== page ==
Legacy or New Technology – Which Way Should Your Cookie Crumble?

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I, for the longest time, thought that peer pressure was something that we experienced in school and left it behind when we exited those gates. I was surprised to see that peer pressure existed in the workplace too…thankfully it manifests differently. 

In the adult circle, especially the technologists’ circle, peer pressure seems quite dominant – the one working on the latest technologies, the ‘it’ systems and solutions seem to be the ones with the higher social currency.

Jokes apart, technological progress has been so prolific over the past decade that this term ‘software has eaten the world starts looking like an understatement. It only becomes natural for a technologist to want to work on the latest systems and with the latest technologies. 

The demand for technologists with a great working knowledge of new-age technologies such as AI, IoT, Blockchain, Cloud, etc. only increases as futuristic technologies become mainstream. In the same breath, legacy technologies and systems gradually get frowned upon. If new technologies become the ‘must-have’, legacy technologies and systems become the ‘must go’. 

What we need to understand here is that while legacy systems will eventually be replaced or reshaped, these systems and processes have been in use for a long time. They have shown reliability and have provided stability. And while technology is changing rapidly, organizations are still upholding legacy systems and networks. 

According to a Computerworld survey, while 65% of businesses are not actively looking for legacy skills, 35% still look for programmers proficient with working on legacy systems to support critical legacy systems. 

In the banking and financial services industry, legacy systems are a big reality. These systems are complex and under pressure from a lot of external factors – fast decision-making, regulators, thirst for information, rising consumer demands, etc. all are contributors. Now while these legacy systems present certain challenges, technology has never been better positioned to lend a helping hand.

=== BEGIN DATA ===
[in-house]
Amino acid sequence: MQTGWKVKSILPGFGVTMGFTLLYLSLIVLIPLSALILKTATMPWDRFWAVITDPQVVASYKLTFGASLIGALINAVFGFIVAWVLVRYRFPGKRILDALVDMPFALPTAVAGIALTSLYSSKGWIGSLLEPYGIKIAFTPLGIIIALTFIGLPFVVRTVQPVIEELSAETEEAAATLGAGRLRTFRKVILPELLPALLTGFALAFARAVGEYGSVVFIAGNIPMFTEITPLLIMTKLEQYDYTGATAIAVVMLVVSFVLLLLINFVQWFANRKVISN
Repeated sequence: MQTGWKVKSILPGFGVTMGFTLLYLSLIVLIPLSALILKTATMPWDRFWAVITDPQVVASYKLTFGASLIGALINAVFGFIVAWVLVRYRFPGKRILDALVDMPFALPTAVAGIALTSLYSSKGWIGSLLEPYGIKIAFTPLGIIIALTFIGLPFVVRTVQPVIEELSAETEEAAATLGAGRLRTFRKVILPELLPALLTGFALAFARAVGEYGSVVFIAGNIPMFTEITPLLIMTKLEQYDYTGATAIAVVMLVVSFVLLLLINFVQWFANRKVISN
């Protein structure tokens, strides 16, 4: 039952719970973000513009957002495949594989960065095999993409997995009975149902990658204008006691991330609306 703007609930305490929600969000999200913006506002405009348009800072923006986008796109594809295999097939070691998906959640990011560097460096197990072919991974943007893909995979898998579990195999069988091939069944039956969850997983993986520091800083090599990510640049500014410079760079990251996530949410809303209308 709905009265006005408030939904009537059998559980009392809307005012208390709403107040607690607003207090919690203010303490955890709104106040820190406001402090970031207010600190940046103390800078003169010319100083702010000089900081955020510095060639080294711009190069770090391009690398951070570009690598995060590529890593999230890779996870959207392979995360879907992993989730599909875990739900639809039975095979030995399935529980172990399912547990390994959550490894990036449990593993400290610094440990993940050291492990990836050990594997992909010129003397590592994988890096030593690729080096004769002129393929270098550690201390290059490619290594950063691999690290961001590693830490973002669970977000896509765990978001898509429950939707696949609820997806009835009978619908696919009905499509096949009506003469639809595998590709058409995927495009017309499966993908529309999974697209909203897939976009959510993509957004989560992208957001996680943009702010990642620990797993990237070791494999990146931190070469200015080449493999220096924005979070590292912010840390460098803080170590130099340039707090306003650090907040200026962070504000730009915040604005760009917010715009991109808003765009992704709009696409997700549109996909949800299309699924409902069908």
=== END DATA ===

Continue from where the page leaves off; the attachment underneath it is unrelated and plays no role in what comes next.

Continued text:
The Legacy Myth 

I agree that legacy somehow has attracted this connotation of being boring, scary, or risky. Technologists are avoiding working on these systems, or rather, are not attracted to working on these systems as they feel that maintenance work is all that they’ll be doing. 

But what no one tells you is that working with legacy can also bring you learning opportunities. Since most of these systems host critical processes, getting down into the ground and getting your hands dirty becomes critical. How the system works, how it can work better, how it can do more, and how easily can you implement change or come up with solutions build your strength as a technologist.

Legacy will help your learning graph 

I’ve heard this quote quite often “learn from other’s mistakes.” There’s a lot of learning involved when you have to redeem legacy code or build on it. Interacting with bad code helps you understand what kind of mistakes were made, what was the impact of those mistakes, and gives you clarity into things to avoid when you are building on legacy systems. When the code is good, you learn about great maintenance practices and understand how to build a great maintainable application.

Gather domain expertise